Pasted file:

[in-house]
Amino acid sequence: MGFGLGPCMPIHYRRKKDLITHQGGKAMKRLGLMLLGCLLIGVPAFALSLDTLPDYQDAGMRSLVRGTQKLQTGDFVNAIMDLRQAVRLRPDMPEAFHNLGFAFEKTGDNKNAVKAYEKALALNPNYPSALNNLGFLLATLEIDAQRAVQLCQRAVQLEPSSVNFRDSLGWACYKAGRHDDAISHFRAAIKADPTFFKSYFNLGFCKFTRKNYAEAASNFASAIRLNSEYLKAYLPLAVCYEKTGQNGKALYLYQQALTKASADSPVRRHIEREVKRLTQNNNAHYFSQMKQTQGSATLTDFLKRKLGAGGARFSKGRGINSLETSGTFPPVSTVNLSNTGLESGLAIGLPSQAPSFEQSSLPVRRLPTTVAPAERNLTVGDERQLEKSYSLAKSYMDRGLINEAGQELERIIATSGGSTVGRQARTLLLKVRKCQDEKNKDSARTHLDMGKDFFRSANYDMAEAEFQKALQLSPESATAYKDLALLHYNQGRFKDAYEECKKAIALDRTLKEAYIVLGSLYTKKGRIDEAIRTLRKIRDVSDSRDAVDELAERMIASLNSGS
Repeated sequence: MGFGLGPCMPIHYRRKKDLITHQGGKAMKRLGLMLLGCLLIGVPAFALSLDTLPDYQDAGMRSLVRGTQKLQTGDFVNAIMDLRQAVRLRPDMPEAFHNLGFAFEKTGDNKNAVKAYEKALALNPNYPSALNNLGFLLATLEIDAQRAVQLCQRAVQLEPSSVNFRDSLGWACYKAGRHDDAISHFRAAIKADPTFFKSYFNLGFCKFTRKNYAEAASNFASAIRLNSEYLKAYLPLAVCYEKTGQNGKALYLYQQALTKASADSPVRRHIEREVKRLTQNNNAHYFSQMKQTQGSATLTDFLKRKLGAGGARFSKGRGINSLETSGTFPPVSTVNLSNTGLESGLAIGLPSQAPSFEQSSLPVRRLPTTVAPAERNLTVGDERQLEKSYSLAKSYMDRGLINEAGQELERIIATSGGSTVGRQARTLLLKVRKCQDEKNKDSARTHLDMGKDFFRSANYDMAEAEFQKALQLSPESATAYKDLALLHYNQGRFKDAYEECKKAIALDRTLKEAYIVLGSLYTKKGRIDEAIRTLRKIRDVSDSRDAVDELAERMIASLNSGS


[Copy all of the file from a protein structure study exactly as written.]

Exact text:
[in-house]
Amino acid sequence: MGFGLGPCMPIHYRRKKDLITHQGGKAMKRLGLMLLGCLLIGVPAFALSLDTLPDYQDAGMRSLVRGTQKLQTGDFVNAIMDLRQAVRLRPDMPEAFHNLGFAFEKTGDNKNAVKAYEKALALNPNYPSALNNLGFLLATLEIDAQRAVQLCQRAVQLEPSSVNFRDSLGWACYKAGRHDDAISHFRAAIKADPTFFKSYFNLGFCKFTRKNYAEAASNFASAIRLNSEYLKAYLPLAVCYEKTGQNGKALYLYQQALTKASADSPVRRHIEREVKRLTQNNNAHYFSQMKQTQGSATLTDFLKRKLGAGGARFSKGRGINSLETSGTFPPVSTVNLSNTGLESGLAIGLPSQAPSFEQSSLPVRRLPTTVAPAERNLTVGDERQLEKSYSLAKSYMDRGLINEAGQELERIIATSGGSTVGRQARTLLLKVRKCQDEKNKDSARTHLDMGKDFFRSANYDMAEAEFQKALQLSPESATAYKDLALLHYNQGRFKDAYEECKKAIALDRTLKEAYIVLGSLYTKKGRIDEAIRTLRKIRDVSDSRDAVDELAERMIASLNSGS
Repeated sequence: MGFGLGPCMPIHYRRKKDLITHQGGKAMKRLGLMLLGCLLIGVPAFALSLDTLPDYQDAGMRSLVRGTQKLQTGDFVNAIMDLRQAVRLRPDMPEAFHNLGFAFEKTGDNKNAVKAYEKALALNPNYPSALNNLGFLLATLEIDAQRAVQLCQRAVQLEPSSVNFRDSLGWACYKAGRHDDAISHFRAAIKADPTFFKSYFNLGFCKFTRKNYAEAASNFASAIRLNSEYLKAYLPLAVCYEKTGQNGKALYLYQQALTKASADSPVRRHIEREVKRLTQNNNAHYFSQMKQTQGSATLTDFLKRKLGAGGARFSKGRGINSLETSGTFPPVSTVNLSNTGLESGLAIGLPSQAPSFEQSSLPVRRLPTTVAPAERNLTVGDERQLEKSYSLAKSYMDRGLINEAGQELERIIATSGGSTVGRQARTLLLKVRKCQDEKNKDSARTHLDMGKDFFRSANYDMAEAEFQKALQLSPESATAYKDLALLHYNQGRFKDAYEECKKAIALDRTLKEAYIVLGSLYTKKGRIDEAIRTLRKIRDVSDSRDAVDELAERMIASLNSGS